Ceramic Hardness

  • I. J. McColm

Table of contents

  1. Front Matter
    Pages i-xii
  2. I. J. McColm
    Pages 1-31
  3. I. J. McColm
    Pages 33-63
  4. I. J. McColm
    Pages 65-117
  5. I. J. McColm
    Pages 145-208
  6. I. J. McColm
    Pages 209-306
  7. Back Matter
    Pages 307-324

About this book


As the utilization of ceramic materials is developing at a great pace, so too is the science of ceramics improving the understanding we have about these high-technology materials. New and improved ways of examining and investigating monolithic ceramics and ceramic composites are also being developed and reported at a great pace in a wide-ranging area of the scientific and technical literature. This book has been written with the aim of increas­ ing the awareness of the general materials worker of developments in modern ceramics and of bringing to a focus how much the study of their hardness can contribute to our understanding of them and lead to technical data that can be of considerable use in this fast-growing field. The readership will consist of materials scientists, metallurgists, and engineers moving into the new worlds of advanced ceramics and ceramic-containing composites. Detailed works on hardness are to be found in the metallurgical area, where much of the theory and early applications were developed. This book does not overly stress this early development of theory and practice, but concentrates wherever possible on the ceramics and glasses. Thus Chapter 1 introduces the general subject area to those whose interest may have been blunted in the past by the emphasis on one area of materials. Subjects raised in the first chapter are developed more fully in later chapters.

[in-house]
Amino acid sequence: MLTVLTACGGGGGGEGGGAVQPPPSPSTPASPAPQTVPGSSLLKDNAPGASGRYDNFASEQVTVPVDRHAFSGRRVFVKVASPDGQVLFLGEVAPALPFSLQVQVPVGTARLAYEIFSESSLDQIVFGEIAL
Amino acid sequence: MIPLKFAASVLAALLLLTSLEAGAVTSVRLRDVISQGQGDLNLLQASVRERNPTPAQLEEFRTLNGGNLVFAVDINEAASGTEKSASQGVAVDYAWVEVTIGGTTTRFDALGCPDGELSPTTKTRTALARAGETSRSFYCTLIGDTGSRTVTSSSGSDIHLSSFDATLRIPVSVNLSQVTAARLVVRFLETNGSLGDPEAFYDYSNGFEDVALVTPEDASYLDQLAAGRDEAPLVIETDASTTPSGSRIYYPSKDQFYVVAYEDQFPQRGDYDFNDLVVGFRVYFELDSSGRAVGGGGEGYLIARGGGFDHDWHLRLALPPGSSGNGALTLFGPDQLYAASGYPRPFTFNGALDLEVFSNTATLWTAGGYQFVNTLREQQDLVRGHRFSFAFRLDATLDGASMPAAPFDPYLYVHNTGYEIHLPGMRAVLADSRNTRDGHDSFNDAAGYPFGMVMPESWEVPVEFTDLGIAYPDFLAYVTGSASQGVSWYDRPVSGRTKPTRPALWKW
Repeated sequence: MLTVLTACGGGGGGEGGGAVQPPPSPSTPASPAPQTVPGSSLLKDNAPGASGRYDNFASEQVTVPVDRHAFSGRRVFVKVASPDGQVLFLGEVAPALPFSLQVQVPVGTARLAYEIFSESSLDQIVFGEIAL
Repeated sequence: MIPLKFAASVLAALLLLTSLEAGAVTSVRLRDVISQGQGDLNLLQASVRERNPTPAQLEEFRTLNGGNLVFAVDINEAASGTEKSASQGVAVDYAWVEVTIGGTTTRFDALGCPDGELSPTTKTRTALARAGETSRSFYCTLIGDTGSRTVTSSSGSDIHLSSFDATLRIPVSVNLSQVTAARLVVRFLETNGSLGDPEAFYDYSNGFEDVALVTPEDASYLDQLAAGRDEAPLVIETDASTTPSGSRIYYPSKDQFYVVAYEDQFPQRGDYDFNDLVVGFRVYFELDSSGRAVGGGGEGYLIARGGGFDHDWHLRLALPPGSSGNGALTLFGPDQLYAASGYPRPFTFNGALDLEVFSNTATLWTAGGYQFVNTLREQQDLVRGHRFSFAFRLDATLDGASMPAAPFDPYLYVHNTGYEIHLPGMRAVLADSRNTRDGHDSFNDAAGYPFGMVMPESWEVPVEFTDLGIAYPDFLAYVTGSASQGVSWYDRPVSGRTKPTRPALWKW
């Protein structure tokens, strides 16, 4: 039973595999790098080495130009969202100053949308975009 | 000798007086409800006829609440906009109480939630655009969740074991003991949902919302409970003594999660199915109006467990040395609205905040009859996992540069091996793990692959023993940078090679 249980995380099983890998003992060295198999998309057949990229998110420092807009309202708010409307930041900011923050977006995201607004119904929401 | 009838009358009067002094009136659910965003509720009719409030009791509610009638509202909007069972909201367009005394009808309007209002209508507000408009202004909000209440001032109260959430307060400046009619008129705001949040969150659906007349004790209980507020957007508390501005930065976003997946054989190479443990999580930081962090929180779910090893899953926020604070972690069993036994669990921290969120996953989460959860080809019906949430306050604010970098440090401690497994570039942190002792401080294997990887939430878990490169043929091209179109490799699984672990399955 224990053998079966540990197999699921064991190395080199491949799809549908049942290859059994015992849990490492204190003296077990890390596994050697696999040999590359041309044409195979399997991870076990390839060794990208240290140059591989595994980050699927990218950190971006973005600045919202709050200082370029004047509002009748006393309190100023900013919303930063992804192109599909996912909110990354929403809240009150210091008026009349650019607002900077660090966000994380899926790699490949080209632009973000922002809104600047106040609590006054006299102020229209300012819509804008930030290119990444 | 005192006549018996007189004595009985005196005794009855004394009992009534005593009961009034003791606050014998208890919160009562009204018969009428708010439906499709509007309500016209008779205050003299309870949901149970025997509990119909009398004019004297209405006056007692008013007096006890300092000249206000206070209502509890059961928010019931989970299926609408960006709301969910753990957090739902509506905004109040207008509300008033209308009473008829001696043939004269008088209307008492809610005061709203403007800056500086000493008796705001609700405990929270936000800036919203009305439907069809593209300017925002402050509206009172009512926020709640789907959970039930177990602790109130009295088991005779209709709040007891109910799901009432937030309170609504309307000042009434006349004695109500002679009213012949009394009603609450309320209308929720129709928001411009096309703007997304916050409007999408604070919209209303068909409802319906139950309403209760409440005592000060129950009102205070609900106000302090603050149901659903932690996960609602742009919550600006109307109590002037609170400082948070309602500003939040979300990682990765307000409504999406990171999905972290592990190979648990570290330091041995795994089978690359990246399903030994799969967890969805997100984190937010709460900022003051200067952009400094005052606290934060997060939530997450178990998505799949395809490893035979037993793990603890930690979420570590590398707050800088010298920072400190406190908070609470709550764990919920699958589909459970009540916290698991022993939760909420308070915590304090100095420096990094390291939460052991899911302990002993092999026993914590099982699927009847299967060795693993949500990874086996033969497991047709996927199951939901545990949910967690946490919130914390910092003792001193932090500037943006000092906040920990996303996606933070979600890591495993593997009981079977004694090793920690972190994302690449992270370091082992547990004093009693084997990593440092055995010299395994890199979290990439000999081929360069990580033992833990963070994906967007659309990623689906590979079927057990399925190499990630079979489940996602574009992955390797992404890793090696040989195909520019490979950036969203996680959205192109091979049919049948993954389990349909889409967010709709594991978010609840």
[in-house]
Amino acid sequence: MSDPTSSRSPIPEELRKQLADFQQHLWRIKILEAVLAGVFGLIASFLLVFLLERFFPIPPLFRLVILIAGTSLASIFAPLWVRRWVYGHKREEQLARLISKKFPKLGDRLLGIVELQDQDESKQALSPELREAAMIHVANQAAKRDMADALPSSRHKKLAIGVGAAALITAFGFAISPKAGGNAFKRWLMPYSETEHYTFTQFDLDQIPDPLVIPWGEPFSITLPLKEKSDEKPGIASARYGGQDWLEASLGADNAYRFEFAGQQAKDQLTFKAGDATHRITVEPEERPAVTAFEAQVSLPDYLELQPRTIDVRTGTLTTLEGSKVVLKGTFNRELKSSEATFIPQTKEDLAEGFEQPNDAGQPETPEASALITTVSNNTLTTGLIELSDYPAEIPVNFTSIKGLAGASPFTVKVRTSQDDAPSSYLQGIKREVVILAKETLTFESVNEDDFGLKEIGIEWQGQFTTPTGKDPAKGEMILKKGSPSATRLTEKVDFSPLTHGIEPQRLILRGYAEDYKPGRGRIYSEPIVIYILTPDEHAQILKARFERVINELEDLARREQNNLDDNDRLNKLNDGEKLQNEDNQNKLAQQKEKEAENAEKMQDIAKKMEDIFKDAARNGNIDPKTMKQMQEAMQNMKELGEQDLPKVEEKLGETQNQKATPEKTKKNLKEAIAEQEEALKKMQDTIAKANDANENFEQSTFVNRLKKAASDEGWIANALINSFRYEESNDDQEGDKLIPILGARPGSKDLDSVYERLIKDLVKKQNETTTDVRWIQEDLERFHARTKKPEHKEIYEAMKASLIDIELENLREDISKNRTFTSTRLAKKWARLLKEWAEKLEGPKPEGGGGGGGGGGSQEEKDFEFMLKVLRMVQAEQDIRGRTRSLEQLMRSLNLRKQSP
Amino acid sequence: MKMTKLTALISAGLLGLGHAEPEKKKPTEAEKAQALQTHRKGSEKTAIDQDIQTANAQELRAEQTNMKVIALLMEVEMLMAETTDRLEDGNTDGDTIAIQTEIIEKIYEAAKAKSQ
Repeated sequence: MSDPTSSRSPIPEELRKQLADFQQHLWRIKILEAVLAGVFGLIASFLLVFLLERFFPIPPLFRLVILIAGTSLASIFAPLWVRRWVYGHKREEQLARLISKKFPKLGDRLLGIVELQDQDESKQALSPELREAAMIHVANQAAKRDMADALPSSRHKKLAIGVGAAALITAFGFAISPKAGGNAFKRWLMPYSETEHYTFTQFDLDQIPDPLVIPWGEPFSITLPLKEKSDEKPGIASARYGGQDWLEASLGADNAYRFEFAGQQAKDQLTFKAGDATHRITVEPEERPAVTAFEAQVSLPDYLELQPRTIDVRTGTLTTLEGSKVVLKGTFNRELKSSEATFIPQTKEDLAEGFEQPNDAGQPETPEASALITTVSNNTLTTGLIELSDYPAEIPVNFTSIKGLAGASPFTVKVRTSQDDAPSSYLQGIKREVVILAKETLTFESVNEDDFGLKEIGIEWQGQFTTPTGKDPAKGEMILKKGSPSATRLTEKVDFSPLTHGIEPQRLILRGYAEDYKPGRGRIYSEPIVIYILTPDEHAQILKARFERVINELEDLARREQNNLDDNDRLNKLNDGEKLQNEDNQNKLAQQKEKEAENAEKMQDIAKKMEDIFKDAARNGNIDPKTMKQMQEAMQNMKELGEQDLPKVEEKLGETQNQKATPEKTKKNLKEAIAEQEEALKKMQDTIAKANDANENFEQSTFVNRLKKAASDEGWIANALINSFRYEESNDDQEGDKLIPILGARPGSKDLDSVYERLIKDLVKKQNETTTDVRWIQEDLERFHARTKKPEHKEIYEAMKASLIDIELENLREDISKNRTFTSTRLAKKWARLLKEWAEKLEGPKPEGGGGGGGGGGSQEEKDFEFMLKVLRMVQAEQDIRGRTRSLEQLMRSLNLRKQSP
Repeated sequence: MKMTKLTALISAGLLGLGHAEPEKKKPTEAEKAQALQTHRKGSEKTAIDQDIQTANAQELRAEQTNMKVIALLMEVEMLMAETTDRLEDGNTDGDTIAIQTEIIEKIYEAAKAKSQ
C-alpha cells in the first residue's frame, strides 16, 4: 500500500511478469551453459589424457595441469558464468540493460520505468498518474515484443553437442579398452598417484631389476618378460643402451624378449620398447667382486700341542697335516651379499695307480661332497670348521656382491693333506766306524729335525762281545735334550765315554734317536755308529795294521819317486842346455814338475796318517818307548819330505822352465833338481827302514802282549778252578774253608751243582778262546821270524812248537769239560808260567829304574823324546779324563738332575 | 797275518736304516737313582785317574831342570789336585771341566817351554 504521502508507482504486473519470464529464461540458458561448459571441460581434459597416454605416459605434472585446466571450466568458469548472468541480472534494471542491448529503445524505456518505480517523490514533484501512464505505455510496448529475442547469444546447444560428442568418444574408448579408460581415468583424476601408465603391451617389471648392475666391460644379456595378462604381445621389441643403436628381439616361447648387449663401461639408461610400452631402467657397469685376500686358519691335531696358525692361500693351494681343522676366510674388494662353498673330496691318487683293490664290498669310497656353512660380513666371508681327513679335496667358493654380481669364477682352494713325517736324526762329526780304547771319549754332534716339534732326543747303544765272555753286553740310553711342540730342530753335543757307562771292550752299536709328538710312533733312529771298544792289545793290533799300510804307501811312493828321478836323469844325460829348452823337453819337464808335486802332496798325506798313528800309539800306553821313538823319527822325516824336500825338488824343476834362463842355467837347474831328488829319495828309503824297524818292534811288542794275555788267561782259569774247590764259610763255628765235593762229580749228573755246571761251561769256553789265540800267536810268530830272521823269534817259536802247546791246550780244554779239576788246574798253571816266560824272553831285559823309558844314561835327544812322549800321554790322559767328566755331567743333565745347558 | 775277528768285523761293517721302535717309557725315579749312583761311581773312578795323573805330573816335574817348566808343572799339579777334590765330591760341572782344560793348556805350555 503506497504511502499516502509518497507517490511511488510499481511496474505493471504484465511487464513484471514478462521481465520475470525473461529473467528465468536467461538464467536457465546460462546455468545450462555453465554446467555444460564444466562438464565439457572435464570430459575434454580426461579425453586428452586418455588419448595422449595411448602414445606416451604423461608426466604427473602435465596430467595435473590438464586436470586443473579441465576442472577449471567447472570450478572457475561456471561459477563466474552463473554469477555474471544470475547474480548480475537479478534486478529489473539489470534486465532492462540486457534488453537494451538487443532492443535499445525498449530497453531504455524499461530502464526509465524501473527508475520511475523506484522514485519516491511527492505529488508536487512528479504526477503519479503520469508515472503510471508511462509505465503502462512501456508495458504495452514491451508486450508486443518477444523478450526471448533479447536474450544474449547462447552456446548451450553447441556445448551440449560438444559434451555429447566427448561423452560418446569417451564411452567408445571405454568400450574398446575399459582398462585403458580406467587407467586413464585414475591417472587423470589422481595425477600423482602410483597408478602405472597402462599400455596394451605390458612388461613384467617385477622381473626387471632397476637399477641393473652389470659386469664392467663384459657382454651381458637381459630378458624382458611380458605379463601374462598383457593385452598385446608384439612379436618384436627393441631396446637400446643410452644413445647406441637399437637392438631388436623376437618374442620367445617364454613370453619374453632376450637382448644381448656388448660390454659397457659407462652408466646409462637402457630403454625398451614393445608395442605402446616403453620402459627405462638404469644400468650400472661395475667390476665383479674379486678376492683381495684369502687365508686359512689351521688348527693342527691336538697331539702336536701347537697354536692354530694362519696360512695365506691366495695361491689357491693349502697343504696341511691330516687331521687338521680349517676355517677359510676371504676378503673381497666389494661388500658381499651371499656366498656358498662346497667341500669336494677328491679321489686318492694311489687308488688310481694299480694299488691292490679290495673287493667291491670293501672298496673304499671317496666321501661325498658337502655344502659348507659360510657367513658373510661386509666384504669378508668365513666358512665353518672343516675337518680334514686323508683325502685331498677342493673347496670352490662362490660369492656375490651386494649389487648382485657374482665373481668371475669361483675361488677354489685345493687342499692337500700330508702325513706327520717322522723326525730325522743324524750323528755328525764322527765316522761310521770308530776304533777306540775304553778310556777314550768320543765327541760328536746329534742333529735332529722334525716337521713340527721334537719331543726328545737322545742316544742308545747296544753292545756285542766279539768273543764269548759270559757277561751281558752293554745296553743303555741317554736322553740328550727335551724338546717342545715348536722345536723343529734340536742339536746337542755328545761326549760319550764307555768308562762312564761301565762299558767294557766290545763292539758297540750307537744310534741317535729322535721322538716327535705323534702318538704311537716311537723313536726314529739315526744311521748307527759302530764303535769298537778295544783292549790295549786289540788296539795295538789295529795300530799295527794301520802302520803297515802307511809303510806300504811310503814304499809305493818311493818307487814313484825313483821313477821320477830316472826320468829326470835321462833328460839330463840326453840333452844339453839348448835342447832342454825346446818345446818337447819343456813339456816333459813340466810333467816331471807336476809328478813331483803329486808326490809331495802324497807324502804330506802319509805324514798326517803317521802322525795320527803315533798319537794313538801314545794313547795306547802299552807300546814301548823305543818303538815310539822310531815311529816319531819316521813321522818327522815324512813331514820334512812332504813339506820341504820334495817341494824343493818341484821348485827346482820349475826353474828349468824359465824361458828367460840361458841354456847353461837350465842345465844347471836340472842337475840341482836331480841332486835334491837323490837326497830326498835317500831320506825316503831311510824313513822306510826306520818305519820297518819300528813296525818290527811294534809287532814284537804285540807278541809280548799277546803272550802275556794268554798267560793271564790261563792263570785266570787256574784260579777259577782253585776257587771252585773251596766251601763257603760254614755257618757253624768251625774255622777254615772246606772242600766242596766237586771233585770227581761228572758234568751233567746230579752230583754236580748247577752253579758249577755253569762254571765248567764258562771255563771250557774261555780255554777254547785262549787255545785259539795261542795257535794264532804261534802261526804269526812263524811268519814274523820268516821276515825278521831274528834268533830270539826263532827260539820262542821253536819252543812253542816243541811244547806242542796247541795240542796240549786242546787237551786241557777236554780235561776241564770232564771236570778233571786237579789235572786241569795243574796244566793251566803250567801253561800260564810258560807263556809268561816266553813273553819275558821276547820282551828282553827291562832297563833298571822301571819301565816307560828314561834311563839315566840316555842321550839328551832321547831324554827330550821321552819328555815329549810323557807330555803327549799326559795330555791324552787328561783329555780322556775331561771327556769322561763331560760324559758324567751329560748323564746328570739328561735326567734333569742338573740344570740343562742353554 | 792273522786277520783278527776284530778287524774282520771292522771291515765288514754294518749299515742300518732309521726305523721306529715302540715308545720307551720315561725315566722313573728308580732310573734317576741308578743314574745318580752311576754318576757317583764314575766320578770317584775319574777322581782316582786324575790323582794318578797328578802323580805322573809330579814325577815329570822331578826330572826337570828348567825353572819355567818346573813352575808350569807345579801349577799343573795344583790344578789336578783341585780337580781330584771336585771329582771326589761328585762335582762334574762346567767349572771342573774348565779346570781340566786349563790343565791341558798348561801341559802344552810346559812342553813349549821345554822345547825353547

ceramics crystal metals

Authors and affiliations

  • I. J. McColm
    • 1
  1. 1.University of BradfordBradfordEngland

Bibliographic information